“Basilisk” by Andrew Ferez.

BASILISK (from gr. basileús “king”,

Latinized basiliscus, i.e. regulus “little king; king’s son, prince”)

in Italic (Roman) mythology monstrous serpent-drake that could kill with venom, gaze and breath. The only effective weapon against it was a mirror that could reflect the deadly sight and block the venom and vapors exhaled by the monster. Its main enemies were a weasel and a rooster, whose cockrow was lethal for the beast. The name of the creature was derived from the peculiar crest in the shape of a crown on its head [1,2]. King cobra was considered an archetype of Basilisk, and snake-killer mongoose – of the weasel.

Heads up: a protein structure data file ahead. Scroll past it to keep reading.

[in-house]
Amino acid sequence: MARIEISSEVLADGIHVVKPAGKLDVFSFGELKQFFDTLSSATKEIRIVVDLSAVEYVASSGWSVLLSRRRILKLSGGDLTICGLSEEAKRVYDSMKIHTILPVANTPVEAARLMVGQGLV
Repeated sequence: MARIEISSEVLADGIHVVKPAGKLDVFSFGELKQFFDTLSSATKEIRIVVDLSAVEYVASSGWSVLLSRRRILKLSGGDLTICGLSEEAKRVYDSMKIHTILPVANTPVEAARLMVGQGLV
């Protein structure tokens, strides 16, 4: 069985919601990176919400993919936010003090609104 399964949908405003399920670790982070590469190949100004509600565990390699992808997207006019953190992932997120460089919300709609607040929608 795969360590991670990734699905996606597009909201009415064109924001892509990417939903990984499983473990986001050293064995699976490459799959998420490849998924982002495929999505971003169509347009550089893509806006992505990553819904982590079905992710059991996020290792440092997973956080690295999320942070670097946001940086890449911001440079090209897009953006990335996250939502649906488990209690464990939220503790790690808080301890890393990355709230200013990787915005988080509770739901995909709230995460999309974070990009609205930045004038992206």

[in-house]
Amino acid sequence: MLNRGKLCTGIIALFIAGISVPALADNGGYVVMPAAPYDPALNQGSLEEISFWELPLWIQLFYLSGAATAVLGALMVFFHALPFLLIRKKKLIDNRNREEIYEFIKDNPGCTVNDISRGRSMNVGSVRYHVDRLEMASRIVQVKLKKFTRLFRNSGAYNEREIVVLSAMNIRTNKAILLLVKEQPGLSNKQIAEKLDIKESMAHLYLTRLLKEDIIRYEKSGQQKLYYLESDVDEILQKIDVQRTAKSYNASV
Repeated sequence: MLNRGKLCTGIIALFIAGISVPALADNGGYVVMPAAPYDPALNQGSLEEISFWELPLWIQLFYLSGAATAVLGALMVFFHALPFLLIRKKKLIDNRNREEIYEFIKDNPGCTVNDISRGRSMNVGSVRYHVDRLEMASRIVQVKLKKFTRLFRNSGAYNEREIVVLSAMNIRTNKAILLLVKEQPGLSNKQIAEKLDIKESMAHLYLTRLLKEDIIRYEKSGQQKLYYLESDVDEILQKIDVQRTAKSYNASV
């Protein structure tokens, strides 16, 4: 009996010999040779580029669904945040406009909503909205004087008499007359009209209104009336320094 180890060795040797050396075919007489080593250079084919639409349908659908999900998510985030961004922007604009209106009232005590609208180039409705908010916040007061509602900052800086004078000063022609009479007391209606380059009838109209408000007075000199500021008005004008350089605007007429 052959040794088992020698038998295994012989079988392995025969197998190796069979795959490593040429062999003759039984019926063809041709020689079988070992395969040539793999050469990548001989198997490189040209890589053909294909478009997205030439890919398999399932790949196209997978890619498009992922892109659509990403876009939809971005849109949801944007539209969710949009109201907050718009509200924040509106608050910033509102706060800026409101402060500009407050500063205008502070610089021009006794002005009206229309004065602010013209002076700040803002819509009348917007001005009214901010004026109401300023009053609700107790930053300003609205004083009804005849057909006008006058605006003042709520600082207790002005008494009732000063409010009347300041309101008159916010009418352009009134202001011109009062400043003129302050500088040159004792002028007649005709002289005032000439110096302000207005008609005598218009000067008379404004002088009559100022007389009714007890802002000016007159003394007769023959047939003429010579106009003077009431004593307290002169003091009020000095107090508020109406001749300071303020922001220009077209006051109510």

[1] P l i n., NH, VIII, 78; [2] P l i n., NH, XXIX, 66.